Doctors say daylight saving may have potential health benefits

Doctors say daylight saving may have potential health benefits

LAKE CHARLES, LA (KPLC) - Maxium Woods lives in the Lake Area and said he doesn’t see the point of daylight saving.

Originally implemented in the early 1900s, turning our clocks backward in the fall and forward in the spring was intended to “save daylight” during the summer months.

“I don’t understand why we do it either. It’s not helping nothing,” Woods said. “I think we should get rid of it and leave it at one standard time. It makes no difference. Leave it at one; don’t keep going back and forth.”

Dr. Muhammad Jadoon of Ochsner Christus Health Center is an internal medicine physician. He said there is a benefit of having more sunlight in our daily lives.

“If you look at it, light is more associated with vitamin D. More sunlight exposure will get you more vitamin D,” Jadoon said.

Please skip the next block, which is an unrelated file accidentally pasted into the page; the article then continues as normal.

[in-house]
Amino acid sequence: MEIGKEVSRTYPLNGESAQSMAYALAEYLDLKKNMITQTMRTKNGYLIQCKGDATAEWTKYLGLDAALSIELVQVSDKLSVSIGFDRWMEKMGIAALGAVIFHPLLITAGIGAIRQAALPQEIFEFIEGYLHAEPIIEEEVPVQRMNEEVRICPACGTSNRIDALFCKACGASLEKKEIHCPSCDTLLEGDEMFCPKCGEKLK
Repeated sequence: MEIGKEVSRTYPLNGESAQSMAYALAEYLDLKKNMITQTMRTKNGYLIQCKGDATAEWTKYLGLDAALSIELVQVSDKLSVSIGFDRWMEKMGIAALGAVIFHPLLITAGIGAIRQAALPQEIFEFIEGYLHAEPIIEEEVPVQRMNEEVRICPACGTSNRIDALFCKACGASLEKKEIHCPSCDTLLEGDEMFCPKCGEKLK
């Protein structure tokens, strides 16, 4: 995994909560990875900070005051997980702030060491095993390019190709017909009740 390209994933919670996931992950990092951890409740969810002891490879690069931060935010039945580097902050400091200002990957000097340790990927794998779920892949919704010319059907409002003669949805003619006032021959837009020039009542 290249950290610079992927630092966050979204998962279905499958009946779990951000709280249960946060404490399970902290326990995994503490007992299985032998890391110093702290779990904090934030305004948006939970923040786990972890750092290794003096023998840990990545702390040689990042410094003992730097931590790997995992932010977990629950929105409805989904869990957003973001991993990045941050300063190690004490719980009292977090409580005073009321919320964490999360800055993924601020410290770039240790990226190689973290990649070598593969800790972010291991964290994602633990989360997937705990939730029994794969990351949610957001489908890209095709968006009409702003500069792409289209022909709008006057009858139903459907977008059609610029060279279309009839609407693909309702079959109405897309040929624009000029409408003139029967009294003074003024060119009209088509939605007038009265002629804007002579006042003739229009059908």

Jadoon says many people don’t get the amount of vitamin D exposure needed, leading to vitamin D deficiency. He says while we now have more sun, people should take advantage.

“Exposure to light increases your serotonin in your brain, which is associated with depression,” Jadoon said. “The more serotonin, better mood and better focus and decreased chances of depression.”

Elizabeth Myers says she loves having the extra hour in her day to enjoy, but ultimately says she doesn’t get it.

“It gets confusing, you know? I think it’s pointless, myself,” Myers said.

“On the whole, I don’t think one extra hour is really doing a whole big deal for us,” Woods said. “If it’s not broke, don’t fix it.”

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